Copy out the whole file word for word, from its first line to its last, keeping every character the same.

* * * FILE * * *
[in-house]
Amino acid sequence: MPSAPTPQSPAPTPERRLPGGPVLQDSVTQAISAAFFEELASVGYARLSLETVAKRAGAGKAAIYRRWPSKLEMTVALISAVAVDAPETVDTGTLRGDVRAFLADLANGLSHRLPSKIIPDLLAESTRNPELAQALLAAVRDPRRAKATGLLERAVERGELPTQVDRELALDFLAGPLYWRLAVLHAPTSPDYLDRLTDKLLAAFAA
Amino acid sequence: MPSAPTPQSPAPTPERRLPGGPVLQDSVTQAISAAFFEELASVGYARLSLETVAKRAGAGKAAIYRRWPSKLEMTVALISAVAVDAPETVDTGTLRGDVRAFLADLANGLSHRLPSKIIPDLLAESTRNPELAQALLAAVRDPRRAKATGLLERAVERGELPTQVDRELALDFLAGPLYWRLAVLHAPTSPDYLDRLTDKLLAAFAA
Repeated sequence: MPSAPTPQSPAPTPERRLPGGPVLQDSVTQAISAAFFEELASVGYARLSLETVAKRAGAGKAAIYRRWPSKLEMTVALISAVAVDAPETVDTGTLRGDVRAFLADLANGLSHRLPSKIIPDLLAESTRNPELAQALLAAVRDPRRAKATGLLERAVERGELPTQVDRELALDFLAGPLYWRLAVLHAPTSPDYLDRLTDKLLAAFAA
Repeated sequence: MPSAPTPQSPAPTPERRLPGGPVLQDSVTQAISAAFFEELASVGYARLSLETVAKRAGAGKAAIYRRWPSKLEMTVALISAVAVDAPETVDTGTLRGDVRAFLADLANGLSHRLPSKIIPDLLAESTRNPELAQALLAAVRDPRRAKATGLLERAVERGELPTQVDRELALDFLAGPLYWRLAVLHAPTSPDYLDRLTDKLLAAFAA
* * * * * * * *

[in-house]
Amino acid sequence: MPSAPTPQSPAPTPERRLPGGPVLQDSVTQAISAAFFEELASVGYARLSLETVAKRAGAGKAAIYRRWPSKLEMTVALISAVAVDAPETVDTGTLRGDVRAFLADLANGLSHRLPSKIIPDLLAESTRNPELAQALLAAVRDPRRAKATGLLERAVERGELPTQVDRELALDFLAGPLYWRLAVLHAPTSPDYLDRLTDKLLAAFAA
Amino acid sequence: MPSAPTPQSPAPTPERRLPGGPVLQDSVTQAISAAFFEELASVGYARLSLETVAKRAGAGKAAIYRRWPSKLEMTVALISAVAVDAPETVDTGTLRGDVRAFLADLANGLSHRLPSKIIPDLLAESTRNPELAQALLAAVRDPRRAKATGLLERAVERGELPTQVDRELALDFLAGPLYWRLAVLHAPTSPDYLDRLTDKLLAAFAA
Repeated sequence: MPSAPTPQSPAPTPERRLPGGPVLQDSVTQAISAAFFEELASVGYARLSLETVAKRAGAGKAAIYRRWPSKLEMTVALISAVAVDAPETVDTGTLRGDVRAFLADLANGLSHRLPSKIIPDLLAESTRNPELAQALLAAVRDPRRAKATGLLERAVERGELPTQVDRELALDFLAGPLYWRLAVLHAPTSPDYLDRLTDKLLAAFAA
Repeated sequence: MPSAPTPQSPAPTPERRLPGGPVLQDSVTQAISAAFFEELASVGYARLSLETVAKRAGAGKAAIYRRWPSKLEMTVALISAVAVDAPETVDTGTLRGDVRAFLADLANGLSHRLPSKIIPDLLAESTRNPELAQALLAAVRDPRRAKATGLLERAVERGELPTQVDRELALDFLAGPLYWRLAVLHAPTSPDYLDRLTDKLLAAFAA